1. INTRODUCTION
Energy and power plants are one of the important parts of life in the 21^{st} century and are one of vital resources for production. Therefore, given our access to energy, energy consumption is of paramount importance to the people. Overall, focusing on energy consumption during planning is a way to increase energy efficiency in production (Amit and Song, 2021;Tan et al., 2021). In this regard, planning is the process of creating a balance between supply and demand. In addition, the concept of scheduling defines the order and time allocated to the activities of a task. In other words, scheduling is the structure of a detailed timeline that shows the date and time of initiation and cessation of tasks (Baybalinova et al., 2021;Slack, 1999). In a shop manufacturing schedule method, each product has its own specific sequence, and scheduling of resources must be carried out in a way that the desired goals could be achieved. Some of the objectives of a shop scheduling problem include reducing the delivery time of the last work, decreasing the average running time, and reducing the average earliness or tardiness of tasks (Fang et al., 2011;Seow and Rahimifard, 2011). In general, a shop scheduling problem is defined as finding an optimal sequence and performing various operations related to each machine while considering maximum constraints and different variables and permutations (Liu et al., 2013).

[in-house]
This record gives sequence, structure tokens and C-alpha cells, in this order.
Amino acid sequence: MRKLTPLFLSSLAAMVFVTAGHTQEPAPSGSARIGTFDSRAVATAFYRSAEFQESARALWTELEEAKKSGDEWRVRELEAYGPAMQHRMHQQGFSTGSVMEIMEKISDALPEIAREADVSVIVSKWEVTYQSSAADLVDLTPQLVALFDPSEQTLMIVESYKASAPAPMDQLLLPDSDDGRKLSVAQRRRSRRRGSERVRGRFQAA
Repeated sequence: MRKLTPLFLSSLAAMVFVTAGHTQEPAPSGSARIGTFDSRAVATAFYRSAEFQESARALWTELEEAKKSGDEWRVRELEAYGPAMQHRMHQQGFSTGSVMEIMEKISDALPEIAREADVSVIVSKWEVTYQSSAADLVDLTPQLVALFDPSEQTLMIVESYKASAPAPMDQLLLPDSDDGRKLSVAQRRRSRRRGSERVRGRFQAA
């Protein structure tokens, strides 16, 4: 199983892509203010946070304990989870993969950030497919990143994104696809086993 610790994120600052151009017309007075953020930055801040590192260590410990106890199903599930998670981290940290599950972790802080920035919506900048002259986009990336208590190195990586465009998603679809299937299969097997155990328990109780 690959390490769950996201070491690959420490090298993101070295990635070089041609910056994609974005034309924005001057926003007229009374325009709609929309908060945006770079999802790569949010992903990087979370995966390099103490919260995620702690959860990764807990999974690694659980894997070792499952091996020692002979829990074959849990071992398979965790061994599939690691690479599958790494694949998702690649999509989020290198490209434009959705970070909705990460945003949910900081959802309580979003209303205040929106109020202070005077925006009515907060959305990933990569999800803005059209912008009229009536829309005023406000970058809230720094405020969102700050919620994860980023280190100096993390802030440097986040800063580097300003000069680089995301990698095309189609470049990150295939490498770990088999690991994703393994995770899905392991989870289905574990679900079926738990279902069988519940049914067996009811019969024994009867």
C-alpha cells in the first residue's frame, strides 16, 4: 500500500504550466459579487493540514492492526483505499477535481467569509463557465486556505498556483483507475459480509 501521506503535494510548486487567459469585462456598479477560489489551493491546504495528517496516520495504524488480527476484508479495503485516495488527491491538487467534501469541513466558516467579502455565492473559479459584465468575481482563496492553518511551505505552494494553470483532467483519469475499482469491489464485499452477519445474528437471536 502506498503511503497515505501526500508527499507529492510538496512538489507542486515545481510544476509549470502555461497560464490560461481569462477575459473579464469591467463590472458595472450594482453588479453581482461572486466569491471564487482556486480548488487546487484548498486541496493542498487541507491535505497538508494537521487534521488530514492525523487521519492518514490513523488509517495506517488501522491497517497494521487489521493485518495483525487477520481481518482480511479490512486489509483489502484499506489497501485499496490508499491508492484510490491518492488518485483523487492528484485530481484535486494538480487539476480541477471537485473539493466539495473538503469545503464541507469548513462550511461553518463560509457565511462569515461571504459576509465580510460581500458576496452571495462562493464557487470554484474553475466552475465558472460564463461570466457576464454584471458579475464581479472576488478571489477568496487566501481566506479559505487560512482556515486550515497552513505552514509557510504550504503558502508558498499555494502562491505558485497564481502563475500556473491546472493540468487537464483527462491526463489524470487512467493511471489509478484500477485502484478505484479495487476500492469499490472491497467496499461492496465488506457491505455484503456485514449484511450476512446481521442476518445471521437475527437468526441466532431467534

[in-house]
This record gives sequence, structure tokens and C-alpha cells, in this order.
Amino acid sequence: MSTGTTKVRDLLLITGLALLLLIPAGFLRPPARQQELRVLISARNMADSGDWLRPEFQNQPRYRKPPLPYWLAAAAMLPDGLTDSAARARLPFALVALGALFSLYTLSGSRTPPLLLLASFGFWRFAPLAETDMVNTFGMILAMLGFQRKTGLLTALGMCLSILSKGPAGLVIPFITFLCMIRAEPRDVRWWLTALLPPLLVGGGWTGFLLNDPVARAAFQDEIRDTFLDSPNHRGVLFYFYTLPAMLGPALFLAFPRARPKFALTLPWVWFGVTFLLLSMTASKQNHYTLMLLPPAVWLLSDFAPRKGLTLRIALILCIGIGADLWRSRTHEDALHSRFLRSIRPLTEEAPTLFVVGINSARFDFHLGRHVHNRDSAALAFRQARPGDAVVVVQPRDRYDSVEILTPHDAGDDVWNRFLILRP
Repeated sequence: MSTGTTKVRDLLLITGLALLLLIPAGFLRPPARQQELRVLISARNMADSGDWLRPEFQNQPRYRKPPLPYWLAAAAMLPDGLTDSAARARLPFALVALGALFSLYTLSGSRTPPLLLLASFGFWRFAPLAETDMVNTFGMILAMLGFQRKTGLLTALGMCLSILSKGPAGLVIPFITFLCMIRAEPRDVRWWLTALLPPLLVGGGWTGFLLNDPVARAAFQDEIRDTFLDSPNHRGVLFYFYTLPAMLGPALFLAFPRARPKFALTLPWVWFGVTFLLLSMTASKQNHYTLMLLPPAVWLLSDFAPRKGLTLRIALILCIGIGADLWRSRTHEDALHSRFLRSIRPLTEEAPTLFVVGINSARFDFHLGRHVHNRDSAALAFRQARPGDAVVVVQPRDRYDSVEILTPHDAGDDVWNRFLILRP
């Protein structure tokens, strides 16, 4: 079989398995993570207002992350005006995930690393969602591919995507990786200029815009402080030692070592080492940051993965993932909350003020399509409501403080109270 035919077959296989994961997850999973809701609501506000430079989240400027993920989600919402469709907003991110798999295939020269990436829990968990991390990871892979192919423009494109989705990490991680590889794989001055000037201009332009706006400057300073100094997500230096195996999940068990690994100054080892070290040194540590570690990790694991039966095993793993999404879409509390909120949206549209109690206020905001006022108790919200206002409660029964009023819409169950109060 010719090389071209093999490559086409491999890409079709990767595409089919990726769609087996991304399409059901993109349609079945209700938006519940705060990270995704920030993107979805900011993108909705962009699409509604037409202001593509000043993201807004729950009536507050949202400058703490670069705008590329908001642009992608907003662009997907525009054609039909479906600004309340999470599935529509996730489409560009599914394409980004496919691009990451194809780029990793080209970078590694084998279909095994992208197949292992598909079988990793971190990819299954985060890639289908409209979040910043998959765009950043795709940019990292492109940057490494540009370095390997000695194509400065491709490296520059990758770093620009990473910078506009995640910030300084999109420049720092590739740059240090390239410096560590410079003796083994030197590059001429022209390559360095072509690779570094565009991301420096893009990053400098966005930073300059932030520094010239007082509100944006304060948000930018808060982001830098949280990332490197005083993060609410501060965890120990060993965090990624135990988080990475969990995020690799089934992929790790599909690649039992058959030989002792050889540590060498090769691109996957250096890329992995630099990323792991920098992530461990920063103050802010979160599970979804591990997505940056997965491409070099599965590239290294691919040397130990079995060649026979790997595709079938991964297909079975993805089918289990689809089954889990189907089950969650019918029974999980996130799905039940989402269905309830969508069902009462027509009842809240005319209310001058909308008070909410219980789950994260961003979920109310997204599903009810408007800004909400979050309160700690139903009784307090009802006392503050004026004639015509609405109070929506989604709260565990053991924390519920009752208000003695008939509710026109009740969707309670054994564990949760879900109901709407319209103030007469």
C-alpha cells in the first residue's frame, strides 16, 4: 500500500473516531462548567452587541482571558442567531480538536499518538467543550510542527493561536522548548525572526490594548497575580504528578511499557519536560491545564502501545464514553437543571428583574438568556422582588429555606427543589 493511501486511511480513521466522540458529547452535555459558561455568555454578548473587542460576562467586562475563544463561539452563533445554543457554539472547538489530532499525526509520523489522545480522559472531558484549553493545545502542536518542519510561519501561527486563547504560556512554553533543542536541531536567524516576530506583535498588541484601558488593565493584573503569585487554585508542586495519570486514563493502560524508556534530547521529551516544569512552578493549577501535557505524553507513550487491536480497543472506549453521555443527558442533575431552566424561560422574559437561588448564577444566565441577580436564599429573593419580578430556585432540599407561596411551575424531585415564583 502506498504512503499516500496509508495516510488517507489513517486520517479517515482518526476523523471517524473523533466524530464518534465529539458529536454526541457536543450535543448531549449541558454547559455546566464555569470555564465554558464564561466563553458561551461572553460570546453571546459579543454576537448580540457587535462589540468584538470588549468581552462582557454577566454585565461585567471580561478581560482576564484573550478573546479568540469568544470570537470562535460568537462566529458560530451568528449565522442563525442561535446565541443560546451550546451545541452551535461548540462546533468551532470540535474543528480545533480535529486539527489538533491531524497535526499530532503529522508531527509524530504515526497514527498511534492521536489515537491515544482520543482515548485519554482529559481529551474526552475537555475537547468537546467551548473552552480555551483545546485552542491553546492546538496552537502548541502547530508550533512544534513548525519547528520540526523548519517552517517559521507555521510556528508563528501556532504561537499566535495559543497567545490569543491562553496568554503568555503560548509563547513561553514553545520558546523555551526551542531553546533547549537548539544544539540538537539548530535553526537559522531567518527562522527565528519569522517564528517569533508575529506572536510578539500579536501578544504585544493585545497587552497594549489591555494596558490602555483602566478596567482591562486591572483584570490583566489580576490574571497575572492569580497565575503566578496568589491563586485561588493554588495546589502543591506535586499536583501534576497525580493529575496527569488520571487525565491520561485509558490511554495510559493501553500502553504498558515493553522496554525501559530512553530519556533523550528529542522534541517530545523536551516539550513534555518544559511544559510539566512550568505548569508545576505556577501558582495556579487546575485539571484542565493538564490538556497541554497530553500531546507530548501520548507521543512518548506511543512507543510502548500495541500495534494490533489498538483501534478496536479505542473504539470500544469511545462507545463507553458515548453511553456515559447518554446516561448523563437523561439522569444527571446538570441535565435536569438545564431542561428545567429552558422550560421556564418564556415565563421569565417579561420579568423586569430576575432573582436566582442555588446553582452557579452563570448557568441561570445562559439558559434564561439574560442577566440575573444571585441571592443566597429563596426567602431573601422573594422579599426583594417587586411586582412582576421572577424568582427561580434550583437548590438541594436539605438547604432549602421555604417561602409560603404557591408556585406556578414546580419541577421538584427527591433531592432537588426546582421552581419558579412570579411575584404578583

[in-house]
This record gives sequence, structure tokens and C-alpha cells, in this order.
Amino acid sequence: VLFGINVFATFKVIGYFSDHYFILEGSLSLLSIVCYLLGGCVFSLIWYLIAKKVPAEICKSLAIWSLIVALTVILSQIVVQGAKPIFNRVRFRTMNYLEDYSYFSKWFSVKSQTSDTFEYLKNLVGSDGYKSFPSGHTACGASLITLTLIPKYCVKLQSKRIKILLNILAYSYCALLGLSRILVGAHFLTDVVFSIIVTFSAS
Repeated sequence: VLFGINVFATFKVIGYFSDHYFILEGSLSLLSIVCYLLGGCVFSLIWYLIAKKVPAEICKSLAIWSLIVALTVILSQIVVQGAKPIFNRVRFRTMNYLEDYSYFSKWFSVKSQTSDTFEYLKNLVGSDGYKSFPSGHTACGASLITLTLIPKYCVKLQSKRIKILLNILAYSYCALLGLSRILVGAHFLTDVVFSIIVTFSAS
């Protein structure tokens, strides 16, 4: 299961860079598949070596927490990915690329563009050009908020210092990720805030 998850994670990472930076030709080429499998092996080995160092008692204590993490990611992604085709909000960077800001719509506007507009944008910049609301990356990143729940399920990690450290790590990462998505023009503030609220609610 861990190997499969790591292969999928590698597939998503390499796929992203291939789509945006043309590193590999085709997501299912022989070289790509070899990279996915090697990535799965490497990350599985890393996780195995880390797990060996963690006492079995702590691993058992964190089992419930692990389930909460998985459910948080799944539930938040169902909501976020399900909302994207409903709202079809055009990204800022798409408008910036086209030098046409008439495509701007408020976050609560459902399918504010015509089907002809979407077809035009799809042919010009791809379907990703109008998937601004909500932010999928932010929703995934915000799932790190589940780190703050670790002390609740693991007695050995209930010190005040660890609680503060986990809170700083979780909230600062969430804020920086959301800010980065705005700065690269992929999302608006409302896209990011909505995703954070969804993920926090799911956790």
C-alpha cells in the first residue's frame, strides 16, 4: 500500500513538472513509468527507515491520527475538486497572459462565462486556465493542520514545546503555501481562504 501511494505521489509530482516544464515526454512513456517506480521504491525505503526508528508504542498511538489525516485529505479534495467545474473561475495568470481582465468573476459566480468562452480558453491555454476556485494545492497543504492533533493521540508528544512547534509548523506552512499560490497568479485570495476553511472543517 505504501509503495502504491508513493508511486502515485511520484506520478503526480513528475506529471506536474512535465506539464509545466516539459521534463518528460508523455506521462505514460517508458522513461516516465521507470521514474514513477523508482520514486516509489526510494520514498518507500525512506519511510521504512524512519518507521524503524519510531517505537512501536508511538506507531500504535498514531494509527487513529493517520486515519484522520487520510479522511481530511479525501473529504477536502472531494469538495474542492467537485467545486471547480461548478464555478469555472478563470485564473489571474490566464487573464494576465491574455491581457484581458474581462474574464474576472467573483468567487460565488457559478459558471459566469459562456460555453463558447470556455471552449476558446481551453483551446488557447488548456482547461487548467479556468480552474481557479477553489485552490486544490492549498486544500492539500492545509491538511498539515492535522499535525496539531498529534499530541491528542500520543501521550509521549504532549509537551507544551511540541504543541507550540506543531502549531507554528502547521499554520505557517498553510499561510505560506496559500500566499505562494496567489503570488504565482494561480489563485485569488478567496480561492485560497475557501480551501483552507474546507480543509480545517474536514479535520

In recent decades, researchers’ attention to the decrease of energy consumption has increased, for which they have more focused on production planning. In a research, Dai et al. (2013) evaluated energyefficient scheduling for a flexible flow shop while taking two objectives of completion time and energy consumption into account. They proposed a mathematical model for the problem of a flexible shop flow environment. The problem was solved based on an efficient energy mechanism, and simulated annealing was applied to assess the variables of completion time and energy consumption. In the end, a case study of a production scheduling problem for a metalworking workshop in a plant was simulated. In another study, Fang et al. (Mansouri et al., 2015;Zhang et al., 2021) proposed a multiobjective integer linear programming formulation for optimization of scheduling operations in a shop flow environment while considering productivity (completion time) and energy (peak power load and associated carbon footprint). The model was assessed by a case study in a flow shop where two machines were employed to produce a variety of parts. Gilmanova et al. (2021) considered the energy consumption minimization in permutation flow shop (PFS) scheduling problem. According to these scholars, the energy consumption of each machine is decomposed into two parts: the useful part which completes the operation at the current stage and the wasted part which is consumed during the idle period. In the foregoing study, the objective was to minimize the total wasted energy consumption which is a weighted summation of the idle time of each machine. Ultimately, a branchandbound algorithm was developed to solve the problem. In another study, Mansouri et al. (2015) introduced a twomachine sequencedependent PFS to find the Pareto frontier comprised of makespan and total energy consumption. The mathematical model proposed in the mentioned study is comprised of two service and energy consumption levels. Using variable speeds and preliminary startup times, the model aimed to reduce inherently conflicting completion times and energy consumption. In addition, lower bounds were used for the model, which was outdated and still usable for all problems. Ultimately, the researchers used the exploratory algorithm, which is applied for big problems. Moreover, Tang et al. (2015) presented an article entitled “energyefficient dynamic scheduling for a flexible flow shop using an improved particle swarm optimization”. The primary goal was to address the dynamic scheduling problem to reduce energy consumption and makespan for a flexible flow shop scheduling. Since the problem was strongly NPhard, a novel algorithm based on an improved particle swarm optimization was adopted to search for the Pareto optimal solution in dynamic flexible flow shop scheduling problems. Finally, numerical experiments were performed to evaluate the performance and efficiency of the proposed approach.